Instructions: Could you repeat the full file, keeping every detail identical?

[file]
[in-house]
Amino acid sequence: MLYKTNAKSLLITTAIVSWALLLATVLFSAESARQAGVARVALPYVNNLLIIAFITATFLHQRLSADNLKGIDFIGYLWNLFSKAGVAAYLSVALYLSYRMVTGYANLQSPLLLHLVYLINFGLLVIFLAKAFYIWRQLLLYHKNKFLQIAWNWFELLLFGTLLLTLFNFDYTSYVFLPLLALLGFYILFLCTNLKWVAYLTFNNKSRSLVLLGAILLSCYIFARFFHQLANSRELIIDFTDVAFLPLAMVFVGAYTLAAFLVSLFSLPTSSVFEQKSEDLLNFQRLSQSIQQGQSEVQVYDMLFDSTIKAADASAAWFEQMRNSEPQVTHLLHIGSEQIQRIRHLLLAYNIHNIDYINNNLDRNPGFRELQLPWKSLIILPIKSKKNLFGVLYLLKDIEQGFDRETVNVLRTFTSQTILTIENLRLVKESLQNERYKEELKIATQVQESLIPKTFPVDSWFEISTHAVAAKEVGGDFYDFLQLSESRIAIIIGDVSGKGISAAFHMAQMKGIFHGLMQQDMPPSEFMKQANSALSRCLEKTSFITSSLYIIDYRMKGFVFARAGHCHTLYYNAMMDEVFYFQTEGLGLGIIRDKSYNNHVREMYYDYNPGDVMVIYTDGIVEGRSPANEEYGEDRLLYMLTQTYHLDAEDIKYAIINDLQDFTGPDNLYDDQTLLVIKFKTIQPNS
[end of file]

[in-house]
Amino acid sequence: MLYKTNAKSLLITTAIVSWALLLATVLFSAESARQAGVARVALPYVNNLLIIAFITATFLHQRLSADNLKGIDFIGYLWNLFSKAGVAAYLSVALYLSYRMVTGYANLQSPLLLHLVYLINFGLLVIFLAKAFYIWRQLLLYHKNKFLQIAWNWFELLLFGTLLLTLFNFDYTSYVFLPLLALLGFYILFLCTNLKWVAYLTFNNKSRSLVLLGAILLSCYIFARFFHQLANSRELIIDFTDVAFLPLAMVFVGAYTLAAFLVSLFSLPTSSVFEQKSEDLLNFQRLSQSIQQGQSEVQVYDMLFDSTIKAADASAAWFEQMRNSEPQVTHLLHIGSEQIQRIRHLLLAYNIHNIDYINNNLDRNPGFRELQLPWKSLIILPIKSKKNLFGVLYLLKDIEQGFDRETVNVLRTFTSQTILTIENLRLVKESLQNERYKEELKIATQVQESLIPKTFPVDSWFEISTHAVAAKEVGGDFYDFLQLSESRIAIIIGDVSGKGISAAFHMAQMKGIFHGLMQQDMPPSEFMKQANSALSRCLEKTSFITSSLYIIDYRMKGFVFARAGHCHTLYYNAMMDEVFYFQTEGLGLGIIRDKSYNNHVREMYYDYNPGDVMVIYTDGIVEGRSPANEEYGEDRLLYMLTQTYHLDAEDIKYAIINDLQDFTGPDNLYDDQTLLVIKFKTIQPNS